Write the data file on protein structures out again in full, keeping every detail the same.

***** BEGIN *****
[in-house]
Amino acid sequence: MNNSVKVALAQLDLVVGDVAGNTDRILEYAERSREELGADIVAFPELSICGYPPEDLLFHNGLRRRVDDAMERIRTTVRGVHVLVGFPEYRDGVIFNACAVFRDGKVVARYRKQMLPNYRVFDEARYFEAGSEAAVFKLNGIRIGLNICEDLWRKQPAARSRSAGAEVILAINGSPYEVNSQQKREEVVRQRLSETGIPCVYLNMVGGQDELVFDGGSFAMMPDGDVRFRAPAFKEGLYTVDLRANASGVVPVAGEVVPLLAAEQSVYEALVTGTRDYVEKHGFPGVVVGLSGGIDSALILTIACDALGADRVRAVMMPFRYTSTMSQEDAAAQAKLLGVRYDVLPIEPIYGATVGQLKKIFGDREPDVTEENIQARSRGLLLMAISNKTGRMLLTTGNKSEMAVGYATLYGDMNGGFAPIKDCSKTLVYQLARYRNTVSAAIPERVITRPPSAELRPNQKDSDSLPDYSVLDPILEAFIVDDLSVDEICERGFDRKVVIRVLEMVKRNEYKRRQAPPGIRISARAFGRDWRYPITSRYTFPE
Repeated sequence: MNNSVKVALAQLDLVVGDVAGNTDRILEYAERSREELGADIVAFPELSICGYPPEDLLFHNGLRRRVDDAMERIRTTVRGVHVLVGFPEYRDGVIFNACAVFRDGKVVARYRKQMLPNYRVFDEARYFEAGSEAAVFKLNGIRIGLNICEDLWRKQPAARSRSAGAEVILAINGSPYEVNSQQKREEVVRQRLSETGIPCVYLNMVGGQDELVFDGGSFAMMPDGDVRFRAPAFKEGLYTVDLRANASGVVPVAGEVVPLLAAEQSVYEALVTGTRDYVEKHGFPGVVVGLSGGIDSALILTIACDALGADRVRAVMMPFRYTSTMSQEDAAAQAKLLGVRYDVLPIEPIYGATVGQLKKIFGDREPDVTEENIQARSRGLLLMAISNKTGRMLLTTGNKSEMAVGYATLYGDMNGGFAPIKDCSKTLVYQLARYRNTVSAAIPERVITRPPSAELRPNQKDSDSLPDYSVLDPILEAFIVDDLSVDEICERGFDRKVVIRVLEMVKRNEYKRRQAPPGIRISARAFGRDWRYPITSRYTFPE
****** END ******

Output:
[in-house]
Amino acid sequence: MNNSVKVALAQLDLVVGDVAGNTDRILEYAERSREELGADIVAFPELSICGYPPEDLLFHNGLRRRVDDAMERIRTTVRGVHVLVGFPEYRDGVIFNACAVFRDGKVVARYRKQMLPNYRVFDEARYFEAGSEAAVFKLNGIRIGLNICEDLWRKQPAARSRSAGAEVILAINGSPYEVNSQQKREEVVRQRLSETGIPCVYLNMVGGQDELVFDGGSFAMMPDGDVRFRAPAFKEGLYTVDLRANASGVVPVAGEVVPLLAAEQSVYEALVTGTRDYVEKHGFPGVVVGLSGGIDSALILTIACDALGADRVRAVMMPFRYTSTMSQEDAAAQAKLLGVRYDVLPIEPIYGATVGQLKKIFGDREPDVTEENIQARSRGLLLMAISNKTGRMLLTTGNKSEMAVGYATLYGDMNGGFAPIKDCSKTLVYQLARYRNTVSAAIPERVITRPPSAELRPNQKDSDSLPDYSVLDPILEAFIVDDLSVDEICERGFDRKVVIRVLEMVKRNEYKRRQAPPGIRISARAFGRDWRYPITSRYTFPE
Repeated sequence: MNNSVKVALAQLDLVVGDVAGNTDRILEYAERSREELGADIVAFPELSICGYPPEDLLFHNGLRRRVDDAMERIRTTVRGVHVLVGFPEYRDGVIFNACAVFRDGKVVARYRKQMLPNYRVFDEARYFEAGSEAAVFKLNGIRIGLNICEDLWRKQPAARSRSAGAEVILAINGSPYEVNSQQKREEVVRQRLSETGIPCVYLNMVGGQDELVFDGGSFAMMPDGDVRFRAPAFKEGLYTVDLRANASGVVPVAGEVVPLLAAEQSVYEALVTGTRDYVEKHGFPGVVVGLSGGIDSALILTIACDALGADRVRAVMMPFRYTSTMSQEDAAAQAKLLGVRYDVLPIEPIYGATVGQLKKIFGDREPDVTEENIQARSRGLLLMAISNKTGRMLLTTGNKSEMAVGYATLYGDMNGGFAPIKDCSKTLVYQLARYRNTVSAAIPERVITRPPSAELRPNQKDSDSLPDYSVLDPILEAFIVDDLSVDEICERGFDRKVVIRVLEMVKRNEYKRRQAPPGIRISARAFGRDWRYPITSRYTFPE